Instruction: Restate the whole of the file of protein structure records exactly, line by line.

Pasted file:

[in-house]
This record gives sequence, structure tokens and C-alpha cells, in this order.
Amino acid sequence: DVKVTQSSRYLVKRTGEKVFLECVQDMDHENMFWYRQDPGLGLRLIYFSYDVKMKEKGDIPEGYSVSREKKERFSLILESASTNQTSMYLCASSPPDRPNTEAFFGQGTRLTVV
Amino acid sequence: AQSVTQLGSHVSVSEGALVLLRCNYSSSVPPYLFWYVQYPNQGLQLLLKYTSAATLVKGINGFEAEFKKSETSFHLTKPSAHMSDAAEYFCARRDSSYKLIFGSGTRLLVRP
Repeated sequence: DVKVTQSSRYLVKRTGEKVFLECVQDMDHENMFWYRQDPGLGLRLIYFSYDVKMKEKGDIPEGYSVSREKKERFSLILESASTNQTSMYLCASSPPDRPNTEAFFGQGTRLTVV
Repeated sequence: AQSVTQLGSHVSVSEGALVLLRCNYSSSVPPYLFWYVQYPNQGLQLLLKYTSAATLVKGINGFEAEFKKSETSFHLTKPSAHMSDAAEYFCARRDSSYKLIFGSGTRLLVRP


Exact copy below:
[in-house]
This record gives sequence, structure tokens and C-alpha cells, in this order.
Amino acid sequence: DVKVTQSSRYLVKRTGEKVFLECVQDMDHENMFWYRQDPGLGLRLIYFSYDVKMKEKGDIPEGYSVSREKKERFSLILESASTNQTSMYLCASSPPDRPNTEAFFGQGTRLTVV
Amino acid sequence: AQSVTQLGSHVSVSEGALVLLRCNYSSSVPPYLFWYVQYPNQGLQLLLKYTSAATLVKGINGFEAEFKKSETSFHLTKPSAHMSDAAEYFCARRDSSYKLIFGSGTRLLVRP
Repeated sequence: DVKVTQSSRYLVKRTGEKVFLECVQDMDHENMFWYRQDPGLGLRLIYFSYDVKMKEKGDIPEGYSVSREKKERFSLILESASTNQTSMYLCASSPPDRPNTEAFFGQGTRLTVV
Repeated sequence: AQSVTQLGSHVSVSEGALVLLRCNYSSSVPPYLFWYVQYPNQGLQLLLKYTSAATLVKGINGFEAEFKKSETSFHLTKPSAHMSDAAEYFCARRDSSYKLIFGSGTRLLVRP